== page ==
Last night, Rennie said he was considering what action to take against Sutton.

Wouldn’t it have been a good idea and somewhat competent to work out before hand what would be said at the press conference?

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The Dotcom legal team

November 18th, 2014 at 4:00 pm by David Farrar

The Herald reports:

Internet entrepreneur Kim Dotcom will face tougher new bail conditions and make a daily visit to the police for at least the next week.

The restrictions – imposed yesterday by Judge Nevin Dawson – ban him from using a helicopter, travelling by boat or going more than 80km from his rented Coatesville mansion.

Dotcom, who is fighting extradition to the United States, must also report daily to the Albany police station.

The new conditions are in place only until next Monday, when Dotcom will appear for a bail hearing in the Auckland District Court.

The restrictions follow Crown lawyer Christine Gordon yesterday making an allegation that the Herald is not permitted to publish.

Fascinating. It is unusual to have more stringent bail conditions applied. Normally, bail conditions lessen over time.

Before the issue of bail, Judge Dawson gave Dotcom’s former lawyers – Queen’s Counsel Paul Davison and firm Simpson Grierson – leave to withdraw from the case.

Simpson Grierson have not just withdrawn but deleted all mention of Dotcom from their website – including editing previous published newsletters.

Would be interesting to know why they withdrew? Have they not been paid? Or is it for professional reasons?

Mr Davison did not disclose to the court why he was stepping down and said the reasons were “private and confidential”.

Wellington barrister Graeme Edgeler acted for Dotcom in court yesterday after the lawyers withdrew. Fletcher Pilditch, representing accused Finn Batato, was also given leave to withdraw as the lawyer for that defendant.

I suspect Graeme costs a bit less than a QC! But that may not be the reason.

We also might get a decision at some stage soon in the John Banks appeal, where allegedly new witnesses have contradicted the evidence given by Dotcom.


Well done Max

November 18th, 2014 at 3:00 pm by David Farrar

NBR reports:

If you were Chief Justice Dame Sian Elias, you would need and expect the smartest kid on the block for your research and she had that with Max Harris, a Wellingtonian Rhodes Scholar, graduate from Auckland University who has just won what has been called the ‘hardest exam in the world’.

The exam is the Prize Fellowship at All Souls College, Oxford University, which is undoubtedly one of the world’s most prestigious academic awards.  Auckland University Dean Andrew Stockley says it is an “incredible opportunity” and Max, who a correspondent says is not only super smart but a “really nice nerd,” is interested in indigenous issues, prison policy and plays sport badly, he says.  A young man to watch, without question.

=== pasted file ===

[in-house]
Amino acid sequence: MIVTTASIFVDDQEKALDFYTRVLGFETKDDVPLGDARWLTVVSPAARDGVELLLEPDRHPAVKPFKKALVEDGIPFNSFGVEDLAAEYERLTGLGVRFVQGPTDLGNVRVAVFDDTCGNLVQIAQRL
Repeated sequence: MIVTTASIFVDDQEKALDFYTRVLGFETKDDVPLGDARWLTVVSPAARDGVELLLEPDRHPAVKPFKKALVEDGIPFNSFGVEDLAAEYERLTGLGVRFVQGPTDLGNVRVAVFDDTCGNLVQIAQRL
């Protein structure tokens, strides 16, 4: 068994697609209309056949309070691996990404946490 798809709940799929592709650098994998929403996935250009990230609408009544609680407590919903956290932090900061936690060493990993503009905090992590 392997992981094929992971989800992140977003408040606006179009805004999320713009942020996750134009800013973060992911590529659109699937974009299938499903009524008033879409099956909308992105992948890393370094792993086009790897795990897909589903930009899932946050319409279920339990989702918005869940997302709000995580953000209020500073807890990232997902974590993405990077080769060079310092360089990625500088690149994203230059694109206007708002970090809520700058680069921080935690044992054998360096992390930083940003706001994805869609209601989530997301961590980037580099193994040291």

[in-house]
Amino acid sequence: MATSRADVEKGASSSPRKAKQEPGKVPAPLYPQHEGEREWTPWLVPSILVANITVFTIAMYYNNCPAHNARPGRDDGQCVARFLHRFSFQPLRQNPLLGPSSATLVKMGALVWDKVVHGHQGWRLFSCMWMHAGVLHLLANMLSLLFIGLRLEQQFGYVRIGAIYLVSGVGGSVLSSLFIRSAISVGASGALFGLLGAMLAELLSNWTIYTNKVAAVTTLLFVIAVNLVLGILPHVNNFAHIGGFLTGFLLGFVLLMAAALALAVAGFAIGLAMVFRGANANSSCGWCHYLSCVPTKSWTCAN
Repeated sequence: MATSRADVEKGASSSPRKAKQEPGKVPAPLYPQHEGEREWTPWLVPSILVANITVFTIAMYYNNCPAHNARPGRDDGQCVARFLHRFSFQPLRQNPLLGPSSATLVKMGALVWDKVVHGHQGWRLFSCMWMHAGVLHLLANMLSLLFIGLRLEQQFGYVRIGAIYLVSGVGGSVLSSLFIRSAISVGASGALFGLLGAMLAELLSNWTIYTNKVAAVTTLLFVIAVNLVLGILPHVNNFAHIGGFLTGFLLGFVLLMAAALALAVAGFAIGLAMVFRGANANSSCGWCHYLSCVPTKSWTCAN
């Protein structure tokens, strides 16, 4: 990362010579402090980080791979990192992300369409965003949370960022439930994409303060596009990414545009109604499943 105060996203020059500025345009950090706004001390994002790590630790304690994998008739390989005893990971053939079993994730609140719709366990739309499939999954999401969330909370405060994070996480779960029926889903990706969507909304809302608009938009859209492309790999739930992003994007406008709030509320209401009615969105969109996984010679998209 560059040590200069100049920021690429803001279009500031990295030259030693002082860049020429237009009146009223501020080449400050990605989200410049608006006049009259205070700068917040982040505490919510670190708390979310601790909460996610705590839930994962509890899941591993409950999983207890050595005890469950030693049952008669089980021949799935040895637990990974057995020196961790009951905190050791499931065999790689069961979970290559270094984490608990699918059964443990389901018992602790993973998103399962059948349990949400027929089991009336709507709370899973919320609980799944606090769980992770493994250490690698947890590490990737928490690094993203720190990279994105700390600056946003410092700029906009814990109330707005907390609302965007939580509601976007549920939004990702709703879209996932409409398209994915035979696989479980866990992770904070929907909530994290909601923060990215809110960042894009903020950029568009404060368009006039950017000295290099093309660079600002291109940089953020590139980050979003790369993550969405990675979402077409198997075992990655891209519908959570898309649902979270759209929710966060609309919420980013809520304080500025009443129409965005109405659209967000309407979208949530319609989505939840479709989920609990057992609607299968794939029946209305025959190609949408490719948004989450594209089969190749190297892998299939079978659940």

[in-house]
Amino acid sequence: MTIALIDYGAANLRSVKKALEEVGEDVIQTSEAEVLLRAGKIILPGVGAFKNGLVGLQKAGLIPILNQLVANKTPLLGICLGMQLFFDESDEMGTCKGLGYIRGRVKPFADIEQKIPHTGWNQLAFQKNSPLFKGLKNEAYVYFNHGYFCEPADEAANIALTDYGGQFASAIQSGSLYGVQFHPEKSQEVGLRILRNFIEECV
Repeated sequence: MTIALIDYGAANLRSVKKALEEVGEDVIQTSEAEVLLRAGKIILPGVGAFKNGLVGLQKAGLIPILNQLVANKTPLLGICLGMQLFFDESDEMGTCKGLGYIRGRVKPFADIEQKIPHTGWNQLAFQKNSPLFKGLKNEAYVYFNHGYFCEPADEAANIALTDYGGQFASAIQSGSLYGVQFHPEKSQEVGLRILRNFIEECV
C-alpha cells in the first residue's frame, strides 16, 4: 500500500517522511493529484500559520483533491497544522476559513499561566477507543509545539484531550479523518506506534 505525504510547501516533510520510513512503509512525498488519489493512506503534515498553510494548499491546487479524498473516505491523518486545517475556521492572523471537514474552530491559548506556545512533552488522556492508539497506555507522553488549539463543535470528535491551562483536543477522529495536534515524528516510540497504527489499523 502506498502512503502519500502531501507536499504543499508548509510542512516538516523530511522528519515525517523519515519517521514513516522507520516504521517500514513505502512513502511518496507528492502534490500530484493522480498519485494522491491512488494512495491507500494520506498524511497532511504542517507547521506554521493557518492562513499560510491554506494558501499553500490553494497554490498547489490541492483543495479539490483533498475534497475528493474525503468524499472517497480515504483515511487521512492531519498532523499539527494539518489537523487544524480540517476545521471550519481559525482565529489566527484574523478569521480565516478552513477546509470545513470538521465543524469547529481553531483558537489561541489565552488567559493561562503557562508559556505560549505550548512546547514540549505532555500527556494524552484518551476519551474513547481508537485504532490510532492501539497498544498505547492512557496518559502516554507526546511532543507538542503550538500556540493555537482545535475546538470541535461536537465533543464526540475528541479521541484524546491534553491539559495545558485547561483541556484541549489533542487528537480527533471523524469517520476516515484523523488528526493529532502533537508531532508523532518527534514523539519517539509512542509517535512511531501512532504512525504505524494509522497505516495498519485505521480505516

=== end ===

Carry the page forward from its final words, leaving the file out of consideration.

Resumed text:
That’s a very impressive achievement.

In terms of his future, I named him in 2012 as a future Attorney-General for Labour.


Suppressed name

November 18th, 2014 at 1:00 pm by David Farrar

The Herald reports:

A complaint has been lodged with police against a former politician who tweeted the name of a prominent Otago man who has permanent name suppression.

The man’s lawyer, Jonathan Eaton, QC, confirmed to the Otago Daily Times a “formal complaint was lodged with the NZ police last evening”.

That complaint related to a tweet by a former politician who named the man on Twitter.

The Herald have not named the former politician. It is not hard to guess though. I’m interested in where liability may lie if you do name the former politician who tweeted. Think through these scenarios.

  1. If I retweeted the tweet naming the prominent Otago man, then that would very likely mean I breached the supression order also
  2. If I did not retweet it, but provided a link on my blog to the tweet, would that make me liable? Probably.
  3. What if I do not link to the specific tweet, but did link to the twitter account. Would I be liable? Less clear cut.
  4. And what if I named the former politician who tweeted, but did not link to his twitter account. Is simply naming him something that could make me liable? I would hope not, but like the Herald won’t risk it.

The former politician still has the tweets up, and has repeated the name in a subsequent tweet, so I don’t think he cares if he gets prosecuted. Hard to imagine he won’t be, as the breach is deliberate and sustained. I have sympathy for what he did as I think name suppression should not have been granted, but think it is unwise for anyone to deliberately breach a legal order.

Any commenter who names (or hints at identity) of the tweeter (or the supressed) will get a strike.

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Smith likely to return voluntarily

November 16th, 2014 at 7:06 am by David Farrar

The HoS reports:

Runaway killer Phillip John Smith will voluntarily return to New Zealand to escape harsh conditions in the Brazilian jail system, says his lawyer.

Smith was transferred from the notorious Ary Franco Prison to the Bandeira Stampa public jail, part of the Gericino Penitentiary Complex – the largest public prison in Brazil – on Friday.

If the 40-year-old sex offender chooses to fight his extradition to New Zealand, he could face several months in a dangerous and basic South American prison.

Smith boasted from Brazil that New Zealand would have considerable difficulty getting him back – if they caught him.

But given the conditions behind bars, lawyer Tony Ellis said he expected his client would voluntarily return to New Zealand, rather than go through an extradition or deportation process.

That would be good.